Lastly, and by no means least important, is the fact that choirs most frequently perform through singing a text. Sung text carries with it two truly tough aspects: marrying the meaning of the text with the emotional ‘arc’ of the setting (hopefully such that they are complimentary), but also doing this through reliance on key vowel sounds that makes vocal production sound well. Italian and French and even Latin are great languages rich in wonderful open vowels. English is a much harder language with its mix of open vowels and nasal or vocally ‘pinched’ vowel sounds like “ee” or “ie” or “i” and the like. As singers seek to execute these vowels they will often transform them into more vocally open sounds thereby obscuring a little the direct and natural sound of the spoken vowel. To the extent that this is done, the understandability of the word is compromised. So, the composer is constantly juggling ALL of these things when approaching text setting for voice. Virtually none of these considerations come into play in the writing of instrumental music apart from a simple consideration of weak and strong registers on some instruments and how fluent and flexible an instrument is.

4. The relationship between the composer and the interpreter is not easy. What should be the qualities of a good performer?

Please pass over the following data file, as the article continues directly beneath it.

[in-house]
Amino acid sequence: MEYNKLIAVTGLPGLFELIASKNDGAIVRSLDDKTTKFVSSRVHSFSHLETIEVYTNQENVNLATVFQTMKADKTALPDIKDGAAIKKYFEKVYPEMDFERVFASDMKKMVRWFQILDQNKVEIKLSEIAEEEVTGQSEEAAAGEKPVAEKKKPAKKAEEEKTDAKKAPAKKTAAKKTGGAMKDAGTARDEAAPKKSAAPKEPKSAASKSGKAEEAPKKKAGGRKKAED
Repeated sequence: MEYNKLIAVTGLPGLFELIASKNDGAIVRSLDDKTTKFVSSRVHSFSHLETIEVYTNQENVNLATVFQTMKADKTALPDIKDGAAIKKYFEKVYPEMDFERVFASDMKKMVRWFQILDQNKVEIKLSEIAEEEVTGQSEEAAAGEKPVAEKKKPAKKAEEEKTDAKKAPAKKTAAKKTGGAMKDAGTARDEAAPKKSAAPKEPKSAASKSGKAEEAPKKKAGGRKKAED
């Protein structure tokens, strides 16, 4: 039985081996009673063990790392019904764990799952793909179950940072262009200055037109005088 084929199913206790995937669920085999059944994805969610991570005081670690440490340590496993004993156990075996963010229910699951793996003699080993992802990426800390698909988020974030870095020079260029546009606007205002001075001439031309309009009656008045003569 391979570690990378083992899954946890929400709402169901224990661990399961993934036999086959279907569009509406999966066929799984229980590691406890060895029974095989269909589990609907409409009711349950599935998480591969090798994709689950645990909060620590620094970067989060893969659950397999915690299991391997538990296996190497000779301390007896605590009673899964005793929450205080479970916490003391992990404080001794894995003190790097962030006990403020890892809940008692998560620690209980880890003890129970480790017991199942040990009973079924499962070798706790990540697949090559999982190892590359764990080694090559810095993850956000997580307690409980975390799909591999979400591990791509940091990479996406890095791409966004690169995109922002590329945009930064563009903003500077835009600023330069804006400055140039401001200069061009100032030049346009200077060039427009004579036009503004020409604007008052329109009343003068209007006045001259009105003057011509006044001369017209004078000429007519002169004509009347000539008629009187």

The thing that unites composer and performer, I believe, is that we both serve music. The nature of our service is different though. The composer must learn to understand the performer and the constraints and pressures on the performer. My views on the nature of the composer-performer relationship have pretty radically changed over the years. When I was a younger composer, I was all about trying to write virtuosic and impressive music and relied upon and required performers of a tremendously high level of skill in contemporary music. Usually this meant at least a very precise and sophisticated rhythmic skill coupled with a virtuosic technical flexibility across the instrument. I think I used to require this in a way that was a little unsympathetic to the traditional technical foundation most instrumentalists bring to performance. I don’t mean that I did not write technically performable and instrumentally apt music, but rather that intense demands on an instrumentalist were not something I viewed at that time as my problem as a composer. Over the last decade I have engaged in a kind of self-review of what is exactly necessary in my music in order for it to deliver its message. As a result of this review, I have discarded a number of more ‘advanced’ techniques—microtones, extended techniques, highly complex rhythms. This was not just because I felt that affectively I did not require them, but also because even in the hands of dedicated ‘new music’ performers I was often disappointed with the reliability and often with the sound quality of some of these techniques. I also felt that too often I was failing at achieving a high quality in the level of integration of ‘new’ techniques with traditional ones. The more I came to listen to music of people like John Adams, Philip Glass or even post 1980s Boulez, Birtwistle or Lutoslawski, the more I was sensitized to the relative simplicity of their technical languages. So I felt that these more complicated techniques were largely non-essential to the development of the language I sought and am still pursuing, but also not even required by composers across a range of styles writing sometimes quite challenging music.